Orientation in time is a phrase originally used by Milton Erickson, M.D. to describe the ability of people to fully associate into experiences in the past, as well as the imagined future.

NLP discovered that people do not have to be in a hypnotic trance to experience orientation in time in this way. In fact, people in ordinary states of mind regularly recall memories in an associated way, replaying them representationally as if they were in them.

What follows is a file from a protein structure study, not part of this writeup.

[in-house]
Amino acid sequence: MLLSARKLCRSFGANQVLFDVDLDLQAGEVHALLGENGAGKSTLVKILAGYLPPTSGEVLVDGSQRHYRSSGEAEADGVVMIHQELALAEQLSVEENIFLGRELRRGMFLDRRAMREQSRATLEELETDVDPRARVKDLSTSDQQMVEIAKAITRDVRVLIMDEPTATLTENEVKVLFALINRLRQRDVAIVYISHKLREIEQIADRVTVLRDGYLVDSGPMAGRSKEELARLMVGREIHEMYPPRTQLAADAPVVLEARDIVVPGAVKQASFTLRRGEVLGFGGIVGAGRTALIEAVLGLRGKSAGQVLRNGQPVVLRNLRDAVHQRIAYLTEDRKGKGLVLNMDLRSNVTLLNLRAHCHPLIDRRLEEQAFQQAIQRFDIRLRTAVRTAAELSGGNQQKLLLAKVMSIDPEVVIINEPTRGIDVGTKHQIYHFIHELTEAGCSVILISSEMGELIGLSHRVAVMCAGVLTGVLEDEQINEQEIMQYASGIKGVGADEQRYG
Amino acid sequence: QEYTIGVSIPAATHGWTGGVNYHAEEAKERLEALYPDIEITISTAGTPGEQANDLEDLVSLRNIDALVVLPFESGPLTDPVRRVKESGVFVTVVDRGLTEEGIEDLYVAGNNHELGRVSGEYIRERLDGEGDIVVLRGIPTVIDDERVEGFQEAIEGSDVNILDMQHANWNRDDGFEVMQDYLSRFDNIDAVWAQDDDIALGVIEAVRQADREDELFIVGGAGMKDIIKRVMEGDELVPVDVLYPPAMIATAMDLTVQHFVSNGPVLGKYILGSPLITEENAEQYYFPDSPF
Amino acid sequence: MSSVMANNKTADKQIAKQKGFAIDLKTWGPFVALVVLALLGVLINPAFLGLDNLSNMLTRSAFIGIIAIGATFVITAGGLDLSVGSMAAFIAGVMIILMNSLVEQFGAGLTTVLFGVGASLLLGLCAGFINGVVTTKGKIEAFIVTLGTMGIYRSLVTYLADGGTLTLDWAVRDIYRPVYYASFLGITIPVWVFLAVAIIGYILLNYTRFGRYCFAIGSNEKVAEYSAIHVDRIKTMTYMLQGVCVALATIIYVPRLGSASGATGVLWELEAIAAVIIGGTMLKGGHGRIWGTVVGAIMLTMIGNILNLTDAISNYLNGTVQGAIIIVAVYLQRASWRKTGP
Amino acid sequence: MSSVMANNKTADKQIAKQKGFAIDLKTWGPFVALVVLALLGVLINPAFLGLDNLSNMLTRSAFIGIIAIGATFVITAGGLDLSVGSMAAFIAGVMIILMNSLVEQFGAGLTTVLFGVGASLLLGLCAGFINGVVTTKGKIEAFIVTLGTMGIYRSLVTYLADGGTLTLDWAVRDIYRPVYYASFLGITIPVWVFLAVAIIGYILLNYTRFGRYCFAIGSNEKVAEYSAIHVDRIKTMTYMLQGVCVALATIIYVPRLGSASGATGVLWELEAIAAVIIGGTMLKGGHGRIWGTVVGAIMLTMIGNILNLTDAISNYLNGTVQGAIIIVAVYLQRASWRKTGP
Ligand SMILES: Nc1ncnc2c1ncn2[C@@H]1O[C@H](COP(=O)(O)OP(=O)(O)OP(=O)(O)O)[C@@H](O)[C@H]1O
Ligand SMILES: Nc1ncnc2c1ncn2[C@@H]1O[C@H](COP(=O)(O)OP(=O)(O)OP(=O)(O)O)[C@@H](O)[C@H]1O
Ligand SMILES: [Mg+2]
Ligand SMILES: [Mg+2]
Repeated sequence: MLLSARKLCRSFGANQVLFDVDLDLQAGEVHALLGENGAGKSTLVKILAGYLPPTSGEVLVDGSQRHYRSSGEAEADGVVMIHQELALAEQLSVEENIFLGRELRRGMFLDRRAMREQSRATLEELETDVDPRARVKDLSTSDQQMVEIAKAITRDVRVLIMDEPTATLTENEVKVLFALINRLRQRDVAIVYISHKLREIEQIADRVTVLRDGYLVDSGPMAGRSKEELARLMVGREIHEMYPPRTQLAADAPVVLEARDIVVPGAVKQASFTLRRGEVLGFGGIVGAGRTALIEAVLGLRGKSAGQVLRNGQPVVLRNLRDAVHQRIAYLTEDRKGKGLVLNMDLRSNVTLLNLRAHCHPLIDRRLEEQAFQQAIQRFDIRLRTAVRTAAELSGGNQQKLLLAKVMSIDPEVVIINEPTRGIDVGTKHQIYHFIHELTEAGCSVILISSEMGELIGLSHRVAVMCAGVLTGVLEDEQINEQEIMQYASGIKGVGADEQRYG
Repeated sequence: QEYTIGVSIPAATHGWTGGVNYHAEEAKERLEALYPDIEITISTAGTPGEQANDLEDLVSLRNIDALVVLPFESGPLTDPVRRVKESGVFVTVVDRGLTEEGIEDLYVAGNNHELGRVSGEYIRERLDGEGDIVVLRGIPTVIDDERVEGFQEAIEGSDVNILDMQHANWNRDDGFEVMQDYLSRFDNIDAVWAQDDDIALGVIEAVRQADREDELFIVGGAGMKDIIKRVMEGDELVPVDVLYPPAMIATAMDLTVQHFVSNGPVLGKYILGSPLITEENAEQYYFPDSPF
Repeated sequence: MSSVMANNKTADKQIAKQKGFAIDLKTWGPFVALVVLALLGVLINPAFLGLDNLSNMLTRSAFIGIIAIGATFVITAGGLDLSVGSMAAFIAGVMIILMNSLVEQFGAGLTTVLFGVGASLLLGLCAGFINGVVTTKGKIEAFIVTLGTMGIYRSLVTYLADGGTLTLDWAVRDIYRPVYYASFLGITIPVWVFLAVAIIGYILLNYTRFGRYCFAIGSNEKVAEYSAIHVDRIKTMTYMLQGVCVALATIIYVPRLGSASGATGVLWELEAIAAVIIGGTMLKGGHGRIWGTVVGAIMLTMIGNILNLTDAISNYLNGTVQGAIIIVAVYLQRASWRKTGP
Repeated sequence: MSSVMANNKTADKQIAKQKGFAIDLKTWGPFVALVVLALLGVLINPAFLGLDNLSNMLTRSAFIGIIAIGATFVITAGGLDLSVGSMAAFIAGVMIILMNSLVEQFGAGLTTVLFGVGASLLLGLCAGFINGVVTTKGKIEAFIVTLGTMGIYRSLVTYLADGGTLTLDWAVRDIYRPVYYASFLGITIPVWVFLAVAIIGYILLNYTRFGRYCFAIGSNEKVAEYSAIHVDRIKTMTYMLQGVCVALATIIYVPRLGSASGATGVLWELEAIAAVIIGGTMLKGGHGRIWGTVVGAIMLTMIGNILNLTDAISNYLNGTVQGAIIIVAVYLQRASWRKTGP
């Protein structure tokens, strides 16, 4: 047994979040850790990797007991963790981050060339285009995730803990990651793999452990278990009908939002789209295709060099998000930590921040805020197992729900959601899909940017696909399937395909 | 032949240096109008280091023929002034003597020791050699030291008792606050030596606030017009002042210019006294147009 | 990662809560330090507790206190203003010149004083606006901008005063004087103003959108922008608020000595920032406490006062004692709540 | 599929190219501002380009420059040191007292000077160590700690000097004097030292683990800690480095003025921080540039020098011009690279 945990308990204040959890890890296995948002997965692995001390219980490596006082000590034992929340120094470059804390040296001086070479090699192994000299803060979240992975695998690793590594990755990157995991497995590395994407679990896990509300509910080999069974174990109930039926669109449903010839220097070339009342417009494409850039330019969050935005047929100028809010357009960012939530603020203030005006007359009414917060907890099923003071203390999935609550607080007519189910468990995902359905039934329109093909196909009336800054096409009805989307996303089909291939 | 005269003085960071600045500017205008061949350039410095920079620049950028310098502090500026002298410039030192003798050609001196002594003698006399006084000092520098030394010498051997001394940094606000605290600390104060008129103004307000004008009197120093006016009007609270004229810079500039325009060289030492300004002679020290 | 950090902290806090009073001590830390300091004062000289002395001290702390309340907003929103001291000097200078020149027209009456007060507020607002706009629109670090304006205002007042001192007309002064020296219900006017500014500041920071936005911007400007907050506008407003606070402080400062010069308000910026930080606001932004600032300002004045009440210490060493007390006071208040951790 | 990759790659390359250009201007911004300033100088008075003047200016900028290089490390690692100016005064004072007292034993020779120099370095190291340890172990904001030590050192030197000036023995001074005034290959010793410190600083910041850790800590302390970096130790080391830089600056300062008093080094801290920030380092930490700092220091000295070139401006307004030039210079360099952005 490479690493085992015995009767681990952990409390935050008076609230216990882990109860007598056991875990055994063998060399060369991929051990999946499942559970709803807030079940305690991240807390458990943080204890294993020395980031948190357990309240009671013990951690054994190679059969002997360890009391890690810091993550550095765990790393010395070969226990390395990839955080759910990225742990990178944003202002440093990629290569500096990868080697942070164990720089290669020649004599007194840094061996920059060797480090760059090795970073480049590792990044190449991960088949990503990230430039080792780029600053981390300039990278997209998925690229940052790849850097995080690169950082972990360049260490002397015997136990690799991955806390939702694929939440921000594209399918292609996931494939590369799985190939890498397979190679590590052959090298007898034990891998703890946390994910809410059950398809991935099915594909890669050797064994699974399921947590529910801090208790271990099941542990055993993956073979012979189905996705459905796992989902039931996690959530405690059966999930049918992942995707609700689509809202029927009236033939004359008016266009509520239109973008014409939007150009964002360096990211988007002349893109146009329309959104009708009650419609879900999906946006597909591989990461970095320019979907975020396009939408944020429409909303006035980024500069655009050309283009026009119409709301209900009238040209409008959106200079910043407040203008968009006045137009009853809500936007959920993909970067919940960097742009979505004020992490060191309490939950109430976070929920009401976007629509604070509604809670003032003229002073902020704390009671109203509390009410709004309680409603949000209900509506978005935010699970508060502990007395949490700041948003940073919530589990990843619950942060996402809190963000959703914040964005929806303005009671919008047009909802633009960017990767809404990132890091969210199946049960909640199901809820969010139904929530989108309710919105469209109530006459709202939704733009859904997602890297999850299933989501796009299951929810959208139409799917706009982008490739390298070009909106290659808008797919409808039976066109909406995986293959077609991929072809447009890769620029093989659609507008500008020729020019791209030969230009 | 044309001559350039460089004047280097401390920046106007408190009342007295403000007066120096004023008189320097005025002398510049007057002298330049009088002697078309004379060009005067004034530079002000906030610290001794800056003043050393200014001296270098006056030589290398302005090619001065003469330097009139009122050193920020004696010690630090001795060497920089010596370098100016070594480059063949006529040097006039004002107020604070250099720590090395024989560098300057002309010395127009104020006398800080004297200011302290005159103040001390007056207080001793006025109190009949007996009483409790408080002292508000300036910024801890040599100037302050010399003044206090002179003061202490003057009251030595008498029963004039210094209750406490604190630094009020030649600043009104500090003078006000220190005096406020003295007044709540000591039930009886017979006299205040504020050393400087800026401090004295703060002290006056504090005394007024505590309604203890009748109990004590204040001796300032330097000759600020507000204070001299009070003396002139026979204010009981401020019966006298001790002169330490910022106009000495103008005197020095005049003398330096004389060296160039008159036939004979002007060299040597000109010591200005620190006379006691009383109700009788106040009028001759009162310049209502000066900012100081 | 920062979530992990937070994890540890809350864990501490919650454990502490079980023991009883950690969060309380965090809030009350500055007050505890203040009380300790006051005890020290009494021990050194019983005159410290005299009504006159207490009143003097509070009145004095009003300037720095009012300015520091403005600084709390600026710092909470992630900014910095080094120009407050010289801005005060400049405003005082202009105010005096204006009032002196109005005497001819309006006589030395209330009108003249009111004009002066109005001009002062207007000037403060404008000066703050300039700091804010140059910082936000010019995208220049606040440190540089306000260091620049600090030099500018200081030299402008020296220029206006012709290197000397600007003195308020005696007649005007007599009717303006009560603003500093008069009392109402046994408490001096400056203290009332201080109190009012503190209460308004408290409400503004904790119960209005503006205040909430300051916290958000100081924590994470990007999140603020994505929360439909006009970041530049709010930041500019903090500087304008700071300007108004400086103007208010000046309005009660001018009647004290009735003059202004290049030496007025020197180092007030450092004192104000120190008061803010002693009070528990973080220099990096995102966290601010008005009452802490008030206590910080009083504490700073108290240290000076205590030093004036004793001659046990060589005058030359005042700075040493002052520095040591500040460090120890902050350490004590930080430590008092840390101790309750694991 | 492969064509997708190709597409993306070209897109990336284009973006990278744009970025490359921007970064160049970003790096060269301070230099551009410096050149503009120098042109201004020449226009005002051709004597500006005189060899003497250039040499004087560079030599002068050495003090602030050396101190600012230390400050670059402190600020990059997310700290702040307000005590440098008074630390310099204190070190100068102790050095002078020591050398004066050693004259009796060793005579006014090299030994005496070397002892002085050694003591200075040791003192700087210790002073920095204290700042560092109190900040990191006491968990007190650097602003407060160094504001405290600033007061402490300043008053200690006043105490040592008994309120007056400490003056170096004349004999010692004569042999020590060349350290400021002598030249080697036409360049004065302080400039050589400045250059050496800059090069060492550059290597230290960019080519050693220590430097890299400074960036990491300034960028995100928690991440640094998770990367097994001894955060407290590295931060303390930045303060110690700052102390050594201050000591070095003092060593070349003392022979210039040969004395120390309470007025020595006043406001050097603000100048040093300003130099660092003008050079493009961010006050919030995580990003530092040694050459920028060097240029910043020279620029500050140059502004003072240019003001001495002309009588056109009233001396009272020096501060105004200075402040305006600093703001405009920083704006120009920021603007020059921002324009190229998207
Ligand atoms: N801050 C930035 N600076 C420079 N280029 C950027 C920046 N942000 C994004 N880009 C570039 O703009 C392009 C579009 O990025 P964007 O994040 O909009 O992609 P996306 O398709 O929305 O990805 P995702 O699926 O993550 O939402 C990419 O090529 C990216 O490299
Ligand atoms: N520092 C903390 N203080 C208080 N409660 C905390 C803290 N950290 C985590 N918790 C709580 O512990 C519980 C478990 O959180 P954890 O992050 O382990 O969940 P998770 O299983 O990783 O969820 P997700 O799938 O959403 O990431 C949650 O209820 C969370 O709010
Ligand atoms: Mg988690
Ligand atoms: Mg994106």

Associated memories in time may be pleasant or unpleasant depending on content, with predictable resulting responses. Neurological and physiological responses to associated memories are often equally as strong as the original events, suggesting that, at least in some contexts, the brain does not distinguish between present (“real”), remembered, or imagined events.

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